Investments in training a science, technology, engineering and mathematics (STEM)-ready Australian workforce and better connecting Australian industry with the tertiary research sector were today welcomed by the Australian Academy of Technology and Engineering (ATSE).
Proposed changes announced today by Education Minister Dan Tehan would cut costs to students by 20 per cent for applied science, IT and engineering degrees, and support industry internships for graduates.
“The Academy of Technology and Engineering has long advocated for measures to improve access to tertiary STEM degrees, and career pathways for graduates with these skills,” ATSE President Professor Hugh Bradlow said.
“We firmly believe that investing in a STEM-qualified workforce is necessary to put Australia on competitive footing internationally, and to build Australia’s capacity to respond and prepare for major challenges such as extreme weather and pandemics.
“ATSE also welcomes the announcement of a $900 million National Priorities and Industry Linkage Fund. ATSE has advocated strongly for the establishment of such a fund and would be pleased to support the Government to develop performance metrics.”
Other positive measures were an intention to build tertiary education capacity in regional areas, and an intention to support all regionally-based Aboriginal and Torres Strait Islander people to attend university.
“We applaud the commitment to university education for Indigenous students, and encourage the government to extend this commitment to Indigenous students from any part of Australia.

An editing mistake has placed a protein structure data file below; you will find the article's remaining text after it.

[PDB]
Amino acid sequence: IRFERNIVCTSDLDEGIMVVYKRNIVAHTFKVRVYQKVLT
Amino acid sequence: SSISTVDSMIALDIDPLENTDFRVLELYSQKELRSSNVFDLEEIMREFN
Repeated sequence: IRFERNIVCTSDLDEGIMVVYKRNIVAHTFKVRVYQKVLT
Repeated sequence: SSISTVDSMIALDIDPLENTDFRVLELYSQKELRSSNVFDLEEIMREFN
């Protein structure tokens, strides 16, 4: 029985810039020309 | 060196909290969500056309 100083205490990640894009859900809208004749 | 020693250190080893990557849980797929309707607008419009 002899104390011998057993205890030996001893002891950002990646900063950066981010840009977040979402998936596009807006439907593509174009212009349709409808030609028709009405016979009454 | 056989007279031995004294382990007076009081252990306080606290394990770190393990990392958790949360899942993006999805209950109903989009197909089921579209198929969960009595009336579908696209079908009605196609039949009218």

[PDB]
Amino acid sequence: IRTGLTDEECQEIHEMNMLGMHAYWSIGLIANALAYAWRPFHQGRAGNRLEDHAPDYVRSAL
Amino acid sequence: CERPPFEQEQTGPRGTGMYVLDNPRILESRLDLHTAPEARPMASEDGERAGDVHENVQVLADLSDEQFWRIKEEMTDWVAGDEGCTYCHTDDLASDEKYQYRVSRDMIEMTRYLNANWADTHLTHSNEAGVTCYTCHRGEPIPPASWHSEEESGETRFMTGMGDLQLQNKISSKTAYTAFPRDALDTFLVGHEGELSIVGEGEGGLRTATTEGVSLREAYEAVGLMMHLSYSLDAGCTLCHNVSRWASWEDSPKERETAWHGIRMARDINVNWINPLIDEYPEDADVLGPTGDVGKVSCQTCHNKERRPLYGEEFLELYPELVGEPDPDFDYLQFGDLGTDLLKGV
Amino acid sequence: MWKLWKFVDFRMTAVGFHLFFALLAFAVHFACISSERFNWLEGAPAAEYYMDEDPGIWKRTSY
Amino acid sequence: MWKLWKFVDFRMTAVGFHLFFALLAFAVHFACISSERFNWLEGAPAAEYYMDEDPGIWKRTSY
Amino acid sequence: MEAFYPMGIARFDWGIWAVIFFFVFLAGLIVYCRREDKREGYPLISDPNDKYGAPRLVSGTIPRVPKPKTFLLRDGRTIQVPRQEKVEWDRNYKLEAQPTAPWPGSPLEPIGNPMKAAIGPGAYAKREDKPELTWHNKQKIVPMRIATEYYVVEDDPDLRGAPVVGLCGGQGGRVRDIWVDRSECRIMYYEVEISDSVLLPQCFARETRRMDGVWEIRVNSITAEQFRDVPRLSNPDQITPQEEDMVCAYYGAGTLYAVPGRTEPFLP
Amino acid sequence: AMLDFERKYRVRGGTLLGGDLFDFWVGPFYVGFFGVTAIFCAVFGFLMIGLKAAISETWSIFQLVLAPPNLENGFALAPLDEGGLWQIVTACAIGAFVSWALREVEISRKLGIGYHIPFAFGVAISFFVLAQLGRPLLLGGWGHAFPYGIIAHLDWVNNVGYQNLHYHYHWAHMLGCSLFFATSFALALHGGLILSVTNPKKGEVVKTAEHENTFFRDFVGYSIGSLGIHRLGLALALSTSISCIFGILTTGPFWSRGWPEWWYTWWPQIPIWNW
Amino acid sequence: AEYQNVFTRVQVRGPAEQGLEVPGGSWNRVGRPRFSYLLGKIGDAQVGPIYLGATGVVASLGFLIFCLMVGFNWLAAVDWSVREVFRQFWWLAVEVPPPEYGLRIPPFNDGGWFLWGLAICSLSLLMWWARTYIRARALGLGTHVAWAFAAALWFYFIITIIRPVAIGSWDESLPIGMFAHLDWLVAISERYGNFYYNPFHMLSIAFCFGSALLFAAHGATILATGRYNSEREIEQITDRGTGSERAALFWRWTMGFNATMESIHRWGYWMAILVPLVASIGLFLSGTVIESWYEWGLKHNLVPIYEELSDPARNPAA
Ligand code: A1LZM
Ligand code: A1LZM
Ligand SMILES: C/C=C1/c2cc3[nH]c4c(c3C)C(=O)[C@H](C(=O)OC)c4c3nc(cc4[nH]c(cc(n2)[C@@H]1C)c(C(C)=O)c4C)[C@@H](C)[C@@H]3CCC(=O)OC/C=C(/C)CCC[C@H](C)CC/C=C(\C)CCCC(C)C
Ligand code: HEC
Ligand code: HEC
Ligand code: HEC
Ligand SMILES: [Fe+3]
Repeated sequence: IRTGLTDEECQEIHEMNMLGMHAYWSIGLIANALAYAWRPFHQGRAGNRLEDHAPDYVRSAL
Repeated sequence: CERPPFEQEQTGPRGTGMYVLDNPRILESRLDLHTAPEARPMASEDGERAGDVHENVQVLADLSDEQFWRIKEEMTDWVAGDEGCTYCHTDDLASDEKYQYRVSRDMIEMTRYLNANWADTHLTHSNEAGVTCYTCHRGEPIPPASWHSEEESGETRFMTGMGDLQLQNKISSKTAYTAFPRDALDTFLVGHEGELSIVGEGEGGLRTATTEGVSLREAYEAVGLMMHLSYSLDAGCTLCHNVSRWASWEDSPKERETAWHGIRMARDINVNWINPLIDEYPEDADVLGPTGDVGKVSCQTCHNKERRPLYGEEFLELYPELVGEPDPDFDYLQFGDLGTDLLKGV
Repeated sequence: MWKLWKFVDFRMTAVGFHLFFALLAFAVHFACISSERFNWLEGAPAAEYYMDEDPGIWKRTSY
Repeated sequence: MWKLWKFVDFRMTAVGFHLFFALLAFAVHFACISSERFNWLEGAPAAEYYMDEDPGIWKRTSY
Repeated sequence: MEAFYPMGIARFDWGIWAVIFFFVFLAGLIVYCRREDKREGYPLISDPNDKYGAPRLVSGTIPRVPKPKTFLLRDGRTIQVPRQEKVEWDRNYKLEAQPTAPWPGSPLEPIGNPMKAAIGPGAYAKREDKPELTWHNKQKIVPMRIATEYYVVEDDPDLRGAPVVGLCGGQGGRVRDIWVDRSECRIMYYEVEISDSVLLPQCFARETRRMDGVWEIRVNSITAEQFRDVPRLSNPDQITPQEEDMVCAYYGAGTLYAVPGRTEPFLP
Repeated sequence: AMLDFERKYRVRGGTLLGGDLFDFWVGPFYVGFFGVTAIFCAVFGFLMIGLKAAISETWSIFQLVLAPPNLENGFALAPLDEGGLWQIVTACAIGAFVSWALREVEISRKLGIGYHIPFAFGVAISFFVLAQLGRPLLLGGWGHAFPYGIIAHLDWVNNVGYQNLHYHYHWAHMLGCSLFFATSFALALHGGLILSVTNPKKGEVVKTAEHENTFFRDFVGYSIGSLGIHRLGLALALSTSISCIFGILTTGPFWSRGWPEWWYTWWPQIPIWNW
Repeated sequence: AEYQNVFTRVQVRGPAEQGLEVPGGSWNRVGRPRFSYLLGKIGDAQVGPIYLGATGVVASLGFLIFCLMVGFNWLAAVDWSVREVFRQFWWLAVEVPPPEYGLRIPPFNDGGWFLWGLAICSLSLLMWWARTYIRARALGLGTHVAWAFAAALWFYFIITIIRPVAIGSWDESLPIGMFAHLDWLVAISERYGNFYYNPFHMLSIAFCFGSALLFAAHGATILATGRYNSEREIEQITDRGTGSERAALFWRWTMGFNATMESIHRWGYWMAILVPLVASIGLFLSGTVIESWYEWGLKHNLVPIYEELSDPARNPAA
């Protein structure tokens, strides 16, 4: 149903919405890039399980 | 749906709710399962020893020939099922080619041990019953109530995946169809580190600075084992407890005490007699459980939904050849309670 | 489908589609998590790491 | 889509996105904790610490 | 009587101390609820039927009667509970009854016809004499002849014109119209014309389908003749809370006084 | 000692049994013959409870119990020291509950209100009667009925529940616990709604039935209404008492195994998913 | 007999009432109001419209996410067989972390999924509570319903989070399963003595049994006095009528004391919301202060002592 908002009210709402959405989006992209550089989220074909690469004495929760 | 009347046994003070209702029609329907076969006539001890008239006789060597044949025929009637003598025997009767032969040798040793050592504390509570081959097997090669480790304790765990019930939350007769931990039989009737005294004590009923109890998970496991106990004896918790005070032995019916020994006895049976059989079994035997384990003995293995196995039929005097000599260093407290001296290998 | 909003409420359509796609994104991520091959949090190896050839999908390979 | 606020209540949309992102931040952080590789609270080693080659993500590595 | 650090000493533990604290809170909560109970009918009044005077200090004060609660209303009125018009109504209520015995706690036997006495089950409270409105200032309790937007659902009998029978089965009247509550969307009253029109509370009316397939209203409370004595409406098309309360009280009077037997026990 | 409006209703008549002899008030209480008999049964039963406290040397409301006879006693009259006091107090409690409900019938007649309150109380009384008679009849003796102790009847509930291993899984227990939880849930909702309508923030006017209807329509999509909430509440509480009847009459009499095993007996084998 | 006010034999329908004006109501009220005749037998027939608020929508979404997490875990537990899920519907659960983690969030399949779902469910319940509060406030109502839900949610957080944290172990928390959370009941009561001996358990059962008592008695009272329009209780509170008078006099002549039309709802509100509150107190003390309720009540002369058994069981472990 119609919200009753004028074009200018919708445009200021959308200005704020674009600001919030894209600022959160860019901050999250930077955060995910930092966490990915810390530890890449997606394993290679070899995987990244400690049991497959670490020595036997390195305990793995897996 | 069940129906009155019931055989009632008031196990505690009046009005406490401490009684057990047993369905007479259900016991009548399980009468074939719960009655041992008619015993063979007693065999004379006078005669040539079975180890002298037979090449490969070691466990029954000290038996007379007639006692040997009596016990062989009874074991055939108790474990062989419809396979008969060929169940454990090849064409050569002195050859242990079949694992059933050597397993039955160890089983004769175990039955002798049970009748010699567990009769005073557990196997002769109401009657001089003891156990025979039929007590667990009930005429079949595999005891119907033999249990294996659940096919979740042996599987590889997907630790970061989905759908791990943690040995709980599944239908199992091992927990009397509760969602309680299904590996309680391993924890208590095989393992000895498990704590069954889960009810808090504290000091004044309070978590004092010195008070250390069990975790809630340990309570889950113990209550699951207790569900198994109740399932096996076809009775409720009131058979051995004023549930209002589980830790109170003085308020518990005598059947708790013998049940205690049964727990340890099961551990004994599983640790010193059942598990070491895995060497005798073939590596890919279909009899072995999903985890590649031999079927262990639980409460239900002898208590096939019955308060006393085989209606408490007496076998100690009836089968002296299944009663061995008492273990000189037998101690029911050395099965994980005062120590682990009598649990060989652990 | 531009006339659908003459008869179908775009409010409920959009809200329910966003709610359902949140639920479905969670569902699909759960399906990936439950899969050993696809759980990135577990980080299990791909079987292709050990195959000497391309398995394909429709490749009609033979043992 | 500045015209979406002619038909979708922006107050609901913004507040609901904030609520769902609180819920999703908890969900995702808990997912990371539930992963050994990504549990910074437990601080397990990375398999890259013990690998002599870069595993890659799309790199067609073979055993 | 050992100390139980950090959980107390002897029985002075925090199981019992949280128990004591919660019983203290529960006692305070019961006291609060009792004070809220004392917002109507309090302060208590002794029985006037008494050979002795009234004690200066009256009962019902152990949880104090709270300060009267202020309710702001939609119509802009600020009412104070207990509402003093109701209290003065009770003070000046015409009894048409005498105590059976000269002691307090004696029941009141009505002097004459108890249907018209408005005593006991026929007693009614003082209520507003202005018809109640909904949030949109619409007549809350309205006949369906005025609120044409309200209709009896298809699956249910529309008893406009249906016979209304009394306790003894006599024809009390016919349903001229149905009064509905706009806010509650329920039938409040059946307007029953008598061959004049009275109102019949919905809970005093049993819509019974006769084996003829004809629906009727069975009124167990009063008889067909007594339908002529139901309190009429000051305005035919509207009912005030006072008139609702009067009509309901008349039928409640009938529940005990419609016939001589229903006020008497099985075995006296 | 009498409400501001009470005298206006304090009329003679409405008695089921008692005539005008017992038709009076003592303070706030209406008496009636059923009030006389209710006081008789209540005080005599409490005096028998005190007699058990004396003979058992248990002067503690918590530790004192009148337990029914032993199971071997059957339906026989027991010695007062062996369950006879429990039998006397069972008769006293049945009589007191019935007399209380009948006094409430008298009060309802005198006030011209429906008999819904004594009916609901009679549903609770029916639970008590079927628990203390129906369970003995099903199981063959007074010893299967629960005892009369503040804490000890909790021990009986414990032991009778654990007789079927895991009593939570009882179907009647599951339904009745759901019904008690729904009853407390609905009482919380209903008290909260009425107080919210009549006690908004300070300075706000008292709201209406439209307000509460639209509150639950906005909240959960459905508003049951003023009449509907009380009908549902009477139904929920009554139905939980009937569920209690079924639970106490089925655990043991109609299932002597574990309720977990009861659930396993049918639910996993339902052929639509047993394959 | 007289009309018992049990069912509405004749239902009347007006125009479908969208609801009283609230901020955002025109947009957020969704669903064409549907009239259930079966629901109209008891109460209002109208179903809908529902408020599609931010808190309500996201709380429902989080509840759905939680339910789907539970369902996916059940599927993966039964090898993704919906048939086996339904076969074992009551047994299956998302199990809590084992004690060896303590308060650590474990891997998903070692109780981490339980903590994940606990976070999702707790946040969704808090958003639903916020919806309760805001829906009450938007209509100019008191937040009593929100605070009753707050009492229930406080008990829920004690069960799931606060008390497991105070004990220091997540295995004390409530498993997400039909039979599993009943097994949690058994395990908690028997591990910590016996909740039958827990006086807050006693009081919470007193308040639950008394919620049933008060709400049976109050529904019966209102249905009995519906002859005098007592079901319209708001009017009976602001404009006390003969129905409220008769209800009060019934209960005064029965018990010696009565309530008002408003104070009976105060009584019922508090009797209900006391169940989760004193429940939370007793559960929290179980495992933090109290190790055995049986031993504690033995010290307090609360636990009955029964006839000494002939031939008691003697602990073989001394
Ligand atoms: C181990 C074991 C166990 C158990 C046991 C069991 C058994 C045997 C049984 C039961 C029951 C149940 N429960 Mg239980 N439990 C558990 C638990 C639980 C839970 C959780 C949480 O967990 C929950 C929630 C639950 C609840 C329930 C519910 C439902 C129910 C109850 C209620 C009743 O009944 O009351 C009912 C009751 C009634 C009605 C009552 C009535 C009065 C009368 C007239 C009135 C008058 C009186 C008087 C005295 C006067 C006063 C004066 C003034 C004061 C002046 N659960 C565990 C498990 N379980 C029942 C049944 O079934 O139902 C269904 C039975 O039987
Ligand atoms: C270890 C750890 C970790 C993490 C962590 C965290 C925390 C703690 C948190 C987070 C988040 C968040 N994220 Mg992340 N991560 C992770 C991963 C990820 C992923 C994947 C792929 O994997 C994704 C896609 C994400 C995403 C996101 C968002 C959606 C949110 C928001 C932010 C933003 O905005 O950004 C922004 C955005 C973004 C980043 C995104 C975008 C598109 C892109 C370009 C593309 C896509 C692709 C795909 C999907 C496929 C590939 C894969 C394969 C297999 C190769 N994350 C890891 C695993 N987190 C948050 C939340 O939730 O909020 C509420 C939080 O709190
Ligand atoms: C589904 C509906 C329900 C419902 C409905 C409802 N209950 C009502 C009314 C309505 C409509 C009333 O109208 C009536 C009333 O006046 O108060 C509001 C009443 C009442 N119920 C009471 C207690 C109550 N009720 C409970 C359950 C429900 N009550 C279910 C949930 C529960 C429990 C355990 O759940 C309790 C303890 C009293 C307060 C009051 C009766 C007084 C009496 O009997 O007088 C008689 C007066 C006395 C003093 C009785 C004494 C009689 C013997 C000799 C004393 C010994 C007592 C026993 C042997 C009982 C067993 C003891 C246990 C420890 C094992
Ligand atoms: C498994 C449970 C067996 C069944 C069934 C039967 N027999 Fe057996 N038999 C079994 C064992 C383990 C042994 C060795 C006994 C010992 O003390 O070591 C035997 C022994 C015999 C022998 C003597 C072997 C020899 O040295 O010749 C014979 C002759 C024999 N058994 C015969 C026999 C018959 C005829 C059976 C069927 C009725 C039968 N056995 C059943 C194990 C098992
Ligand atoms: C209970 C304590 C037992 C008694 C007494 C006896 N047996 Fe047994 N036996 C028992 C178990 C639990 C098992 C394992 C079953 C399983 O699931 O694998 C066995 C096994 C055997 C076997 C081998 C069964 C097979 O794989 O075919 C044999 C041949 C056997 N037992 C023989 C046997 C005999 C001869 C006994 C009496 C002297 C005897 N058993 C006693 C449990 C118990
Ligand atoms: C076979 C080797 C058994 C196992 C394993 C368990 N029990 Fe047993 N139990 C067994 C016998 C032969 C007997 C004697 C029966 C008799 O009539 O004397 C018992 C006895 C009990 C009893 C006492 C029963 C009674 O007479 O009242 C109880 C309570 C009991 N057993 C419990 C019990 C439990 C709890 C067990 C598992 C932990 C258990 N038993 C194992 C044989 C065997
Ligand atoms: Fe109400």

“ATSE further urges the Government and the tertiary sector to work together towards achieving gender balance in STEM degrees – opening up more places in engineering or IT presents an opportunity to address the dearth of women in these professions.
“Diversity is a key driver of innovation and has been consistently linked to improved organisational performance. Increasing the equitable inclusion of women and Indigenous Australians in STEM will have broad economic and social benefits.
Professor Bradlow said ATSE was keen to see the detail of how the measures are proposed to be applied, in particular to examine potential negative effects on inter-disciplinary approaches.
“Support for teaching and research across the breadth of tertiary disciplines including the arts and humanities, is important to create a rounded and balanced workforce capable of the inter-disciplinary approach to problem-solving necessary for a thriving 21st century economy,” he said.
Australia’s future graduates will be crucial members of teams solving challenging multi-disciplinary societal, health, infrastructure, economic and environmental problems, Professor Bradlow said.
“Tertiary education must satisfy the increasing demand for enterprise skills in graduates, including creativity, critical thinking and leadership, to prepare them for increasingly complex contexts of application and practice.”